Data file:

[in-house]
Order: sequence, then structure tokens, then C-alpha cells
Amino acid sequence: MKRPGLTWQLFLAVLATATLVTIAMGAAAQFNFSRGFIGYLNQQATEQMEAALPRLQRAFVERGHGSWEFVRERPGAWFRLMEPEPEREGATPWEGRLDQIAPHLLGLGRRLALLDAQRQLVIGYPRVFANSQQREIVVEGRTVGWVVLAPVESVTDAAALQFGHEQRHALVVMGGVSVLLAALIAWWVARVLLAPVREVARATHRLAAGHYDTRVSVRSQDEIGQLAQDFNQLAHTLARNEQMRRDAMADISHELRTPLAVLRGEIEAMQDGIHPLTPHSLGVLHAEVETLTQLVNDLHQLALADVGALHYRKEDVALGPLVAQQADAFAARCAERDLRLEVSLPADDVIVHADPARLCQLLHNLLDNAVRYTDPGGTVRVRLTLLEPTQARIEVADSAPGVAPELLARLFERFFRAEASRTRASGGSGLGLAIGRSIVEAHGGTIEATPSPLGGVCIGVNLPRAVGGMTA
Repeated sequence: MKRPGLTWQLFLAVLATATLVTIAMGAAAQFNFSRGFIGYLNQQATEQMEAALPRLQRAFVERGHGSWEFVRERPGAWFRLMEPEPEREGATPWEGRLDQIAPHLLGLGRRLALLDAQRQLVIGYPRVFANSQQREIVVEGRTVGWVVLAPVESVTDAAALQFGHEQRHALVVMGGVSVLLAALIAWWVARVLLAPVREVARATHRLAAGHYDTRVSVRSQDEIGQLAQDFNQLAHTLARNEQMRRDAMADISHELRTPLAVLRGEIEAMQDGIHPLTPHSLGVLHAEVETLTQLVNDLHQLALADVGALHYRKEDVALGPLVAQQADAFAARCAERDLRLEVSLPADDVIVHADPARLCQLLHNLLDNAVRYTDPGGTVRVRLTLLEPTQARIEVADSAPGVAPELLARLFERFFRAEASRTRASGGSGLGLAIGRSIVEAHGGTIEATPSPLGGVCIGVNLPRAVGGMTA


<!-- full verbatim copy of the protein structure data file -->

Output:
[in-house]
Order: sequence, then structure tokens, then C-alpha cells
Amino acid sequence: MKRPGLTWQLFLAVLATATLVTIAMGAAAQFNFSRGFIGYLNQQATEQMEAALPRLQRAFVERGHGSWEFVRERPGAWFRLMEPEPEREGATPWEGRLDQIAPHLLGLGRRLALLDAQRQLVIGYPRVFANSQQREIVVEGRTVGWVVLAPVESVTDAAALQFGHEQRHALVVMGGVSVLLAALIAWWVARVLLAPVREVARATHRLAAGHYDTRVSVRSQDEIGQLAQDFNQLAHTLARNEQMRRDAMADISHELRTPLAVLRGEIEAMQDGIHPLTPHSLGVLHAEVETLTQLVNDLHQLALADVGALHYRKEDVALGPLVAQQADAFAARCAERDLRLEVSLPADDVIVHADPARLCQLLHNLLDNAVRYTDPGGTVRVRLTLLEPTQARIEVADSAPGVAPELLARLFERFFRAEASRTRASGGSGLGLAIGRSIVEAHGGTIEATPSPLGGVCIGVNLPRAVGGMTA
Repeated sequence: MKRPGLTWQLFLAVLATATLVTIAMGAAAQFNFSRGFIGYLNQQATEQMEAALPRLQRAFVERGHGSWEFVRERPGAWFRLMEPEPEREGATPWEGRLDQIAPHLLGLGRRLALLDAQRQLVIGYPRVFANSQQREIVVEGRTVGWVVLAPVESVTDAAALQFGHEQRHALVVMGGVSVLLAALIAWWVARVLLAPVREVARATHRLAAGHYDTRVSVRSQDEIGQLAQDFNQLAHTLARNEQMRRDAMADISHELRTPLAVLRGEIEAMQDGIHPLTPHSLGVLHAEVETLTQLVNDLHQLALADVGALHYRKEDVALGPLVAQQADAFAARCAERDLRLEVSLPADDVIVHADPARLCQLLHNLLDNAVRYTDPGGTVRVRLTLLEPTQARIEVADSAPGVAPELLARLFERFFRAEASRTRASGGSGLGLAIGRSIVEAHGGTIEATPSPLGGVCIGVNLPRAVGGMTA